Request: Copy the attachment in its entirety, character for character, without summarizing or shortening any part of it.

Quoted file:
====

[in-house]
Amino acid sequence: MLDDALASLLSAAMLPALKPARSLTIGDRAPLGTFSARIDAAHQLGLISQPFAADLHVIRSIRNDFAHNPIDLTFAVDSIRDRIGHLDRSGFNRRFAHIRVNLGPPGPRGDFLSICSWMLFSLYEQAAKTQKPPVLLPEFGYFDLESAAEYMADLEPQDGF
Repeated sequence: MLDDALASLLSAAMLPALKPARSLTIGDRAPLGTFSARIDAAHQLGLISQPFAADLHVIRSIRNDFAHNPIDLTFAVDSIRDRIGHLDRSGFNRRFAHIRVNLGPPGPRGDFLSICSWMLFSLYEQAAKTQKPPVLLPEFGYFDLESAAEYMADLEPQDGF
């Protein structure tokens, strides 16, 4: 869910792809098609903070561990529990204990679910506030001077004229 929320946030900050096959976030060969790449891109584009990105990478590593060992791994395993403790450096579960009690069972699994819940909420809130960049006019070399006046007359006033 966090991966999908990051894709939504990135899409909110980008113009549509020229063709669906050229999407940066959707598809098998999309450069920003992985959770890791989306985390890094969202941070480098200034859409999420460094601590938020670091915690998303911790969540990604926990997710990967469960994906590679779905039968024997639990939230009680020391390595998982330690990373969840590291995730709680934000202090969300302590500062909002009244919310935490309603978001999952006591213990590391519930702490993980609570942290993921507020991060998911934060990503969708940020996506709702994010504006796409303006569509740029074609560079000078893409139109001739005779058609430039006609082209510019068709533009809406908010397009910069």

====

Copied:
[in-house]
Amino acid sequence: MLDDALASLLSAAMLPALKPARSLTIGDRAPLGTFSARIDAAHQLGLISQPFAADLHVIRSIRNDFAHNPIDLTFAVDSIRDRIGHLDRSGFNRRFAHIRVNLGPPGPRGDFLSICSWMLFSLYEQAAKTQKPPVLLPEFGYFDLESAAEYMADLEPQDGF
Repeated sequence: MLDDALASLLSAAMLPALKPARSLTIGDRAPLGTFSARIDAAHQLGLISQPFAADLHVIRSIRNDFAHNPIDLTFAVDSIRDRIGHLDRSGFNRRFAHIRVNLGPPGPRGDFLSICSWMLFSLYEQAAKTQKPPVLLPEFGYFDLESAAEYMADLEPQDGF
């Protein structure tokens, strides 16, 4: 869910792809098609903070561990529990204990679910506030001077004229 929320946030900050096959976030060969790449891109584009990105990478590593060992791994395993403790450096579960009690069972699994819940909420809130960049006019070399006046007359006033 966090991966999908990051894709939504990135899409909110980008113009549509020229063709669906050229999407940066959707598809098998999309450069920003992985959770890791989306985390890094969202941070480098200034859409999420460094601590938020670091915690998303911790969540990604926990997710990967469960994906590679779905039968024997639990939230009680020391390595998982330690990373969840590291995730709680934000202090969300302590500062909002009244919310935490309603978001999952006591213990590391519930702490993980609570942290993921507020991060998911934060990503969708940020996506709702994010504006796409303006569509740029074609560079000078893409139109001739005779058609430039006609082209510019068709533009809406908010397009910069």